About 6 months ago, during the height of the global pandemic I am sitting at my desk wanting to reach out to a friend. I am stuck. How do I get in touch with them? Email? Phone? SMS? Instant message? Video?

Looking at the Windows taskbar on my computer there are so many options. Email? Work or Personal? Phone? Text or Call? What's App? Facebook Messenger?

During the months of sheltering at home the number of communication tools I am using on a day to day basis has expanded. A year ago video conferencing was an anomaly. Today is business as usual.

Looking over the half a dozen different tools I can use to reach out to my friend, I ask, "Why are there so many? Are six different communications tools necessary?"

The answer I came to is, "Yes."

Still, I am lost. Assuming that all the communications programs are useful, then how do you keep track of who is on what and why use one particular method over another.?

It is overwhelming.

I reach out to my friend and ask her, "How do you manage all the different ways to communicate?" She walks me through her "communications infrastructure". This is what I discovered...

Each of us is different and have different needs. There are people who have a real need to protect their privacy. For their own physical safety and the safety of their family. Then there are the people who are just paranoid.

For the former group, they must take extraordinary measure to keep their home address and phone number private. For the later group they make it challenging for others to get in touch with them operating under the mistaken impression that the measures they are taking to protect their privacy actually works, when in fact it does not.

The goal is to find a balance between maximizing privacy and security while minimizing complexity and inconvenience. You want to be accessible to those you wish to be in communication with and inaccessible to those you do not.

There are different ways we communicate: email, phone, text/SMS/Instant Message and video. Most of us have multiple email addresses, phone numbers and accounts typically divided into personal and work.

Take an inventory of the communication channels you use. There maybe more then you think.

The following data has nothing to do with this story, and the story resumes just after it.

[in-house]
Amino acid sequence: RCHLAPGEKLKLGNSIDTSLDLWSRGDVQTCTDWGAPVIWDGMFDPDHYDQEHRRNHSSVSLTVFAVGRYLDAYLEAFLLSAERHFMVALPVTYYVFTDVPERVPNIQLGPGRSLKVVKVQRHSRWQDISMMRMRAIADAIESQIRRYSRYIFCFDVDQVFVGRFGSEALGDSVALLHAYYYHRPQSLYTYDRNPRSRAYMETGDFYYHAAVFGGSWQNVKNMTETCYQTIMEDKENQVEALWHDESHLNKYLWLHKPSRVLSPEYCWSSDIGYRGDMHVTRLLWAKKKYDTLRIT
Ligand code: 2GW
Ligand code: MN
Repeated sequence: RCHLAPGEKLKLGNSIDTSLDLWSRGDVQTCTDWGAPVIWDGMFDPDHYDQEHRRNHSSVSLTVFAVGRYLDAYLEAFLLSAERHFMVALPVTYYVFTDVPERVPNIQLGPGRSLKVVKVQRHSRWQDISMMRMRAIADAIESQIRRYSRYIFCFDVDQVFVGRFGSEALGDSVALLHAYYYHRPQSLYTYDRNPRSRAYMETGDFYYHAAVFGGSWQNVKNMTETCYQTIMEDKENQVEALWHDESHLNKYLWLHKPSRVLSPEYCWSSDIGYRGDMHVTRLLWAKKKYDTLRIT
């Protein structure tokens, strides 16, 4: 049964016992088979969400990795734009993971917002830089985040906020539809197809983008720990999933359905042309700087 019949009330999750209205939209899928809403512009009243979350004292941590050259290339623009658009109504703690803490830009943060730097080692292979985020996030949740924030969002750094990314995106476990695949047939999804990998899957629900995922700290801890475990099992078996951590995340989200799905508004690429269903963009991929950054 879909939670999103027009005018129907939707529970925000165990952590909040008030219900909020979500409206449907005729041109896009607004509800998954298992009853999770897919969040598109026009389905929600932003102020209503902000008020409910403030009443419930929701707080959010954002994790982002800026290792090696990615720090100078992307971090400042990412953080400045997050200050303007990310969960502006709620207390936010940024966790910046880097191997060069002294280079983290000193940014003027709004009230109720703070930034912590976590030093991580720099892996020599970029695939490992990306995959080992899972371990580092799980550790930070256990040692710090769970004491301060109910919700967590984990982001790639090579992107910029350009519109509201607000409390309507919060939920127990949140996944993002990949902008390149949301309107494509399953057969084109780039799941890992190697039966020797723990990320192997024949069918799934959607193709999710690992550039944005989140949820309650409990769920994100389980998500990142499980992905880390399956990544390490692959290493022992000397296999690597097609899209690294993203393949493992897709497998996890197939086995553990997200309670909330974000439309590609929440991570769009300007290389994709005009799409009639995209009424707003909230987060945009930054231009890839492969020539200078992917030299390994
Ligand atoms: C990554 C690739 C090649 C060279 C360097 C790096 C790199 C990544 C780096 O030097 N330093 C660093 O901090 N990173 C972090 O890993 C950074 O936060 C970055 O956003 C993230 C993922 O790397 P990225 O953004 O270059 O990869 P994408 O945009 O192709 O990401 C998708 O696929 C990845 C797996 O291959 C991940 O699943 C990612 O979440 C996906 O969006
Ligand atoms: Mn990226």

When I did an inventory for myself I realized that I have:

  1. Work Email
  2. Work Email to receive automated alerts
  3. Personal Email
  4. Work Email for a 2nd business
  5. Email for non-profit I am involved in
  6. Email for a coaching program I am involved in
  7. Mobile phone number
  8. Office phone number (toll free)
  9. Office phone number (direct)
  10. Office phone number for 2nd business
  11. Facebook
  12. LinkedIn
  13. Signal
  14. What's App
  15. Microsoft Teams

When I asked my friend how she manages this, she said that how she communicates with a particular person depends upon how close and how trusted that person is. So for example, she communicates with a very small number of people on Signal (a theoretically secure chat, voice and video app). For group messaging she uses What's App. When meeting someone for the first time she gives them a Google Voice number rather than her mobile number.

Thinking back to when I was growing up (in a time before call waiting) my parents installed a second phone line at home. Only my parents, my sister and I knew the number. This enabled us to get in touch even if the main line was busy and it became our private line of communication. We knew that when that phone rang it was someone in the immediate family and immediately prioritize that communication.

The take away is that even though we have a plethora of ways we can communicate it does not mean that each should be given the same priority. We need to pick and chose how and when we communicate.